This is the first photo of the Indian man who is suing his parents for giving birth to him ‘without his consent’, without his huge fake beard.
Raphael Samuel, 27, from Mumbai, believes it is wrong to put an unwilling child through the ‘rigmarole’ of life for the pleasure of its parents, and has compared having children to ‘kidnapping and slavery’.
Posting on Facebook yesterday, he also asked his followers: ‘Why does society reward people who have unprotected s-x?’
His controversial opinions, presented by himself in a series of social media posts where he appears ‘disguised’ in a fake beards and sunglasses made headlines around the world.
Now, he has been pictured without the fake beard that has become his trademark.
Mr Samuel is part of the ‘anti-natalist movement’ which is gaining traction in India as younger people resist social pressure to have children.
Speaking to The Print Samuel said: ‘I love my parents, and we have a great relationship, but they had me for their joy and their pleasure.
‘My life has been amazing, but I don’t see why I should put another life through the rigamarole of school and finding a career, especially when they didn’t ask to exist.’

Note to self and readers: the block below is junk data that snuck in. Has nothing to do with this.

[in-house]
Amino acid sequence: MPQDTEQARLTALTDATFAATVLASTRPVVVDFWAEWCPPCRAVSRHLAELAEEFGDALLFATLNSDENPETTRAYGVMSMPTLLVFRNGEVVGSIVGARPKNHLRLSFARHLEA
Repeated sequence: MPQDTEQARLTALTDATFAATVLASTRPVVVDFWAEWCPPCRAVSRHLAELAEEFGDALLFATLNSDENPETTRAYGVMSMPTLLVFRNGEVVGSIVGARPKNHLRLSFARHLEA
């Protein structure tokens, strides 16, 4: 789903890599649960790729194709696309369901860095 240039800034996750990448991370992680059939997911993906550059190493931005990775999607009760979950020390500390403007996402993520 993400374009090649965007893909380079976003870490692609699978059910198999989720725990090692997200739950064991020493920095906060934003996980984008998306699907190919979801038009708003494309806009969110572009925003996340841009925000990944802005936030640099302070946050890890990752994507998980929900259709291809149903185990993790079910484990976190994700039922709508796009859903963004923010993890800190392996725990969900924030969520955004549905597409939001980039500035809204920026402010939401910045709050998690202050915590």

Samuel runs a Facebook page called Nihilanand, which has hundreds of followers, on which he regularly posts anti-natalist material.
One image is captioned ‘parents are hypocrites’, with the text saying: ‘A good parent puts the child above is wants and needs… but the child itself is a want of the parent’.
A similar meme posted on the Facebook page reads: ‘If parents truly know what is good for their children… why did they have them?’
Another asks: ‘Isn’t forcing a child into this world and then forcing it to have a career kidnapping and slavery?’
In yet another picture he writes: ‘The only reason your children are facing problems is because you had them’.
His lawyer mother Kavita Karnad Samuel said yesterday that she admired his boldness.
She added that she was happy to accept that she is at fault, if her son is able to come up with a rational explanation as to how they could have sought his consent prior to his birth.
She writes: ‘I must admire my son’s temerity to want to take his parents to court knowing both of us are lawyers.
‘If Raphael could come up with a rational explanation as to how we could have sought his consent to be born, I will accept my fault.
‘I’m very happy that my son has grown up into a fearless, independent thinking young man. He is sure to find his path to happiness. ‘